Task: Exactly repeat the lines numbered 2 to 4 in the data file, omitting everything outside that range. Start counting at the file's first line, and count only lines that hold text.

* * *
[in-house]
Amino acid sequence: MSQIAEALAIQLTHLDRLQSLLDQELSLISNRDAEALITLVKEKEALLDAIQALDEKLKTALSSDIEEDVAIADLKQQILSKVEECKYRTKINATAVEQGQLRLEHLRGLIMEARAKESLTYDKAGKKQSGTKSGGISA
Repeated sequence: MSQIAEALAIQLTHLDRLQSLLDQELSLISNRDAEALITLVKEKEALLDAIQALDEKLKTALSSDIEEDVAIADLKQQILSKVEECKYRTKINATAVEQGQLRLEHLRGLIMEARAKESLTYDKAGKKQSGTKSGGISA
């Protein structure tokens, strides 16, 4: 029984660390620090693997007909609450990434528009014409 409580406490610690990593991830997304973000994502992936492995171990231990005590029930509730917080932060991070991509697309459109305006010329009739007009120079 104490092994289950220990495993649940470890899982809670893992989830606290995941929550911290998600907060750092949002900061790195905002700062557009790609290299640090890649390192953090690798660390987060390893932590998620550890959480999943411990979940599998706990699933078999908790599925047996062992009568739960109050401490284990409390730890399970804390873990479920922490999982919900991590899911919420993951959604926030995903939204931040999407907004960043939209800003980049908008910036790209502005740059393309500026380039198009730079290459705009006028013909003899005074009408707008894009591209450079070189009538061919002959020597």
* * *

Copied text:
Amino acid sequence: MSQIAEALAIQLTHLDRLQSLLDQELSLISNRDAEALITLVKEKEALLDAIQALDEKLKTALSSDIEEDVAIADLKQQILSKVEECKYRTKINATAVEQGQLRLEHLRGLIMEARAKESLTYDKAGKKQSGTKSGGISA
Repeated sequence: MSQIAEALAIQLTHLDRLQSLLDQELSLISNRDAEALITLVKEKEALLDAIQALDEKLKTALSSDIEEDVAIADLKQQILSKVEECKYRTKINATAVEQGQLRLEHLRGLIMEARAKESLTYDKAGKKQSGTKSGGISA
């Protein structure tokens, strides 16, 4: 029984660390620090693997007909609450990434528009014409 409580406490610690990593991830997304973000994502992936492995171990231990005590029930509730917080932060991070991509697309459109305006010329009739007009120079 104490092994289950220990495993649940470890899982809670893992989830606290995941929550911290998600907060750092949002900061790195905002700062557009790609290299640090890649390192953090690798660390987060390893932590998620550890959480999943411990979940599998706990699933078999908790599925047996062992009568739960109050401490284990409390730890399970804390873990479920922490999982919900991590899911919420993951959604926030995903939204931040999407907004960043939209800003980049908008910036790209502005740059393309500026380039198009730079290459705009006028013909003899005074009408707008894009591209450079070189009538061919002959020597």